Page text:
Here's a good way to keep moving but take some of the pressure off your knees: Just put one foot behind the other.

Yep, walking backward puts less strain on your patellofemoral joint – an important kneecap-to-thighbone connection. Pain in this joint is common. It accounts for approximately 25 percent of knee injuries in athletes according to one study. So, the less stress you put on it, the better! And walking backwards is one way to do that.

In fact, researchers found that the same goes for running. A 2012 study showed that running backwards puts less pressure on the patellofemoral joint than forward running and could be useful for preventing injury or rehabilitation. But let’s walk before we run, shall we?

Backward march

Okay, you won't want to do this in an area that is highly trafficked, unlevel or unfamiliar. But under the right (safe) circumstances, walking in reverse gear will make your quadriceps muscles contract differently than they do when you're walking forward. It will cause a concentric contraction – a movement that's gentler on your anterior cruciate ligament, a knee ligament professional athletes routinely injure. Guess some NFL running backs could use this trick...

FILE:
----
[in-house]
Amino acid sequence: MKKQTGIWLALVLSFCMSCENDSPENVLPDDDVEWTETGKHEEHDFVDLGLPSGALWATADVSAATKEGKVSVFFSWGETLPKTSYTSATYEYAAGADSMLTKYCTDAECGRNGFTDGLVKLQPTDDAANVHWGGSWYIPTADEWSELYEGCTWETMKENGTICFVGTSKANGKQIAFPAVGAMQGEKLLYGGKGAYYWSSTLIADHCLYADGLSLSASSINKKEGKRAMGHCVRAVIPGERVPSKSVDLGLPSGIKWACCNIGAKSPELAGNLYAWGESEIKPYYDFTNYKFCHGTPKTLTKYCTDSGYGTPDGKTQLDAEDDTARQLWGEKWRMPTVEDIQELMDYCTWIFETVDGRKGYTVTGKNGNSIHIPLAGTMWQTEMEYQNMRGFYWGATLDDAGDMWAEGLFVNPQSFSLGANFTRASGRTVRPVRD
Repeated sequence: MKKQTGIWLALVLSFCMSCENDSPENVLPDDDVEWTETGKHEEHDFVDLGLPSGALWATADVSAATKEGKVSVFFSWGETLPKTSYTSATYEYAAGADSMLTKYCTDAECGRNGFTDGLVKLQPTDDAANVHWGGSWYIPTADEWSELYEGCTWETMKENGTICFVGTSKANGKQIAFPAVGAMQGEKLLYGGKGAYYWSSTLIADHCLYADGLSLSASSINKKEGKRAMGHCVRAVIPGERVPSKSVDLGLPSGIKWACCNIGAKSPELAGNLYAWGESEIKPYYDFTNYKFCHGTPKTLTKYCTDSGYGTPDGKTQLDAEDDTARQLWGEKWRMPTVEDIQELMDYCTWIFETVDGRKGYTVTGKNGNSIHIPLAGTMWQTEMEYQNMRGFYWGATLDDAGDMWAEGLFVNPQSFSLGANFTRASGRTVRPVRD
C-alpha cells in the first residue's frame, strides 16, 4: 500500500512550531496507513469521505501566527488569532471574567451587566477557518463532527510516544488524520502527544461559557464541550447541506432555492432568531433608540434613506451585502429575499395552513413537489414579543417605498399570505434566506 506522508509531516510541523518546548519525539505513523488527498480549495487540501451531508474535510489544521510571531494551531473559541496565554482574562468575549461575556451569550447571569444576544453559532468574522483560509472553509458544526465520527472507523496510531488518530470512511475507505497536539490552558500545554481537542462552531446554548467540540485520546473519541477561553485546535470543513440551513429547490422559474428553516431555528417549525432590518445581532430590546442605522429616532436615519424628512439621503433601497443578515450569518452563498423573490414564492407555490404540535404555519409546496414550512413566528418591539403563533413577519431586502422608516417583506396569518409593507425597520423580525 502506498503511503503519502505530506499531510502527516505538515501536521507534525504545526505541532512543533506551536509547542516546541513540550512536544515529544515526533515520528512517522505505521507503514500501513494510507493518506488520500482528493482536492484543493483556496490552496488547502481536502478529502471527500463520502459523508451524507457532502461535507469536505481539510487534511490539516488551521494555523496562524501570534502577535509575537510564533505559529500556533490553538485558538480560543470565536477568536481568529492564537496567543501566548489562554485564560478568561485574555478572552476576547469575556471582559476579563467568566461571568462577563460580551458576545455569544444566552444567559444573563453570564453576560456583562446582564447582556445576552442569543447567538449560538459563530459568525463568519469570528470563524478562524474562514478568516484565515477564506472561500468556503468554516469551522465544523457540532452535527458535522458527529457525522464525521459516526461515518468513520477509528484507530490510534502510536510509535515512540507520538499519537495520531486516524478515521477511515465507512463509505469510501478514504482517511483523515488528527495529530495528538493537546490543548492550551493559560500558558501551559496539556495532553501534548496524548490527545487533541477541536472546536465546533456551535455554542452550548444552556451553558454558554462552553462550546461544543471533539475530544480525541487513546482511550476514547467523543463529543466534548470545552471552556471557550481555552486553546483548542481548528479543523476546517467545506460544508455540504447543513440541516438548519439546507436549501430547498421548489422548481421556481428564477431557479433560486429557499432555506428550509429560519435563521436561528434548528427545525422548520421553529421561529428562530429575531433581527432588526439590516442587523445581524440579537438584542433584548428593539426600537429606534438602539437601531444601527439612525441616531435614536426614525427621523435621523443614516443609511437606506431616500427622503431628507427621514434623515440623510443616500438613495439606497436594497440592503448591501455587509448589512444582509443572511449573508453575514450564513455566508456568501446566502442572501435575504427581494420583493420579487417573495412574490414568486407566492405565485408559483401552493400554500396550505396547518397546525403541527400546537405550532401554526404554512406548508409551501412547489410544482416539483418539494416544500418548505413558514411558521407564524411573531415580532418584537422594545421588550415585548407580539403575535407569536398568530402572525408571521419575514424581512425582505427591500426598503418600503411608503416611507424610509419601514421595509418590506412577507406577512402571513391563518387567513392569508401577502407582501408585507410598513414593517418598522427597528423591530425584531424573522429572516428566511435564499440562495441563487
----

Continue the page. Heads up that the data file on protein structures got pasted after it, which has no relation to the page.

Before you start

If you want to try backward walking, go slow until you get the hang of it. Don't try it for the first time on a treadmill, and maybe invite a spotter along. If you've got knee problems of any sort, check with your doctor first.

And consider these other ways to stay active while staving off knee trouble:

  • Sweat it out. Cardio exercise can actually increase the amount of protective cartilage in your knees.
  • Buffer your joints. Strength training bolsters more than your bones and muscles.
  • Move your hips. Hip muscles are key to helping prevent knee pain.